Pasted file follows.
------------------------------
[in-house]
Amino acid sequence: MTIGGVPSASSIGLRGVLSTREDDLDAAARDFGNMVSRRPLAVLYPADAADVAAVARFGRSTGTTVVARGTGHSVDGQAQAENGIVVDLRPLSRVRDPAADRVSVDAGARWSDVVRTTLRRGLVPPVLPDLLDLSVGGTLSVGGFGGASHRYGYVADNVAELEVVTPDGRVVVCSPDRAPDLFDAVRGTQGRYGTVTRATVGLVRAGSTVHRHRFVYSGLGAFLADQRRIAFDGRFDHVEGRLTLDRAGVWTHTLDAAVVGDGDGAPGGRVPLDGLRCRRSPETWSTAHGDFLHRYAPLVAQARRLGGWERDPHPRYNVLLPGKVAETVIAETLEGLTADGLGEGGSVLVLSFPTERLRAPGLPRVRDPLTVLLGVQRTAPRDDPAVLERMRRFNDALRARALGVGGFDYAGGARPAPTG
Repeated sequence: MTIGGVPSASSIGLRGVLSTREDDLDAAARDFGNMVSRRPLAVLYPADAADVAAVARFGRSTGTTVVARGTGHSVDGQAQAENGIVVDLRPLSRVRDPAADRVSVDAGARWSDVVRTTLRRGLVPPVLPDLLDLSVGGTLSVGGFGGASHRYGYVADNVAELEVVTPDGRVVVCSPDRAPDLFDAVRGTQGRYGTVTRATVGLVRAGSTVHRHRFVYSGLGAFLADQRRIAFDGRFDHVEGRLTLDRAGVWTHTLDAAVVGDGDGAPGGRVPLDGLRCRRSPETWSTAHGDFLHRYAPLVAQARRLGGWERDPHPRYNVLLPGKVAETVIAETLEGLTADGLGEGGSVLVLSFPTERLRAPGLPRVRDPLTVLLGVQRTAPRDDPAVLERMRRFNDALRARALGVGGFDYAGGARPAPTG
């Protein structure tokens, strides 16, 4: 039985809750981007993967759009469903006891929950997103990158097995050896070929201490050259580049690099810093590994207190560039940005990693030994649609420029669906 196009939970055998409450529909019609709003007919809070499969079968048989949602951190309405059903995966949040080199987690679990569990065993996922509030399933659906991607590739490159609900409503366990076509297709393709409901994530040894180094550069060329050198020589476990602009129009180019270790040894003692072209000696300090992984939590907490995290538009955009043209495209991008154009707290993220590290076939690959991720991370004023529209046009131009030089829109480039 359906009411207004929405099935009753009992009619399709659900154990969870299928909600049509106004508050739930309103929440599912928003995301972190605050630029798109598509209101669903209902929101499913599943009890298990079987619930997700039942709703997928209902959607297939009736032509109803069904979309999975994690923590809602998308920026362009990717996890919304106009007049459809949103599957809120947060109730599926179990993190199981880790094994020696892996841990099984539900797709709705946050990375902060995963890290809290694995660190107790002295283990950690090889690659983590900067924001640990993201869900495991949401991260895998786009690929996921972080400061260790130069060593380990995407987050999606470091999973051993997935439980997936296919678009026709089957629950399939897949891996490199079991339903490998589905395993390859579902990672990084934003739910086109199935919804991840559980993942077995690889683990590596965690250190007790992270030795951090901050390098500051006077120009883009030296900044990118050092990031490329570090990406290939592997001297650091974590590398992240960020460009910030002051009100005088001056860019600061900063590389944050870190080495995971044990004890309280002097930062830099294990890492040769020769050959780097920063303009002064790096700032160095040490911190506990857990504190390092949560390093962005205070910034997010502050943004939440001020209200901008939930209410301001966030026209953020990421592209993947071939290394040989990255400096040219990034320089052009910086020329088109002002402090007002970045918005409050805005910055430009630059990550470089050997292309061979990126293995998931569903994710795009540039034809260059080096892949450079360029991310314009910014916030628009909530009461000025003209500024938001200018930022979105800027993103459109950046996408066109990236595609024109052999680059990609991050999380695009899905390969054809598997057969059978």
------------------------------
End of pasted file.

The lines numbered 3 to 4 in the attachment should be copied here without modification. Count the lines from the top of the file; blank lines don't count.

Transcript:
Repeated sequence: MTIGGVPSASSIGLRGVLSTREDDLDAAARDFGNMVSRRPLAVLYPADAADVAAVARFGRSTGTTVVARGTGHSVDGQAQAENGIVVDLRPLSRVRDPAADRVSVDAGARWSDVVRTTLRRGLVPPVLPDLLDLSVGGTLSVGGFGGASHRYGYVADNVAELEVVTPDGRVVVCSPDRAPDLFDAVRGTQGRYGTVTRATVGLVRAGSTVHRHRFVYSGLGAFLADQRRIAFDGRFDHVEGRLTLDRAGVWTHTLDAAVVGDGDGAPGGRVPLDGLRCRRSPETWSTAHGDFLHRYAPLVAQARRLGGWERDPHPRYNVLLPGKVAETVIAETLEGLTADGLGEGGSVLVLSFPTERLRAPGLPRVRDPLTVLLGVQRTAPRDDPAVLERMRRFNDALRARALGVGGFDYAGGARPAPTG
């Protein structure tokens, strides 16, 4: 039985809750981007993967759009469903006891929950997103990158097995050896070929201490050259580049690099810093590994207190560039940005990693030994649609420029669906 196009939970055998409450529909019609709003007919809070499969079968048989949602951190309405059903995966949040080199987690679990569990065993996922509030399933659906991607590739490159609900409503366990076509297709393709409901994530040894180094550069060329050198020589476990602009129009180019270790040894003692072209000696300090992984939590907490995290538009955009043209495209991008154009707290993220590290076939690959991720991370004023529209046009131009030089829109480039 359906009411207004929405099935009753009992009619399709659900154990969870299928909600049509106004508050739930309103929440599912928003995301972190605050630029798109598509209101669903209902929101499913599943009890298990079987619930997700039942709703997928209902959607297939009736032509109803069904979309999975994690923590809602998308920026362009990717996890919304106009007049459809949103599957809120947060109730599926179990993190199981880790094994020696892996841990099984539900797709709705946050990375902060995963890290809290694995660190107790002295283990950690090889690659983590900067924001640990993201869900495991949401991260895998786009690929996921972080400061260790130069060593380990995407987050999606470091999973051993997935439980997936296919678009026709089957629950399939897949891996490199079991339903490998589905395993390859579902990672990084934003739910086109199935919804991840559980993942077995690889683990590596965690250190007790992270030795951090901050390098500051006077120009883009030296900044990118050092990031490329570090990406290939592997001297650091974590590398992240960020460009910030002051009100005088001056860019600061900063590389944050870190080495995971044990004890309280002097930062830099294990890492040769020769050959780097920063303009002064790096700032160095040490911190506990857990504190390092949560390093962005205070910034997010502050943004939440001020209200901008939930209410301001966030026209953020990421592209993947071939290394040989990255400096040219990034320089052009910086020329088109002002402090007002970045918005409050805005910055430009630059990550470089050997292309061979990126293995998931569903994710795009540039034809260059080096892949450079360029991310314009910014916030628009909530009461000025003209500024938001200018930022979105800027993103459109950046996408066109990236595609024109052999680059990609991050999380695009899905390969054809598997057969059978």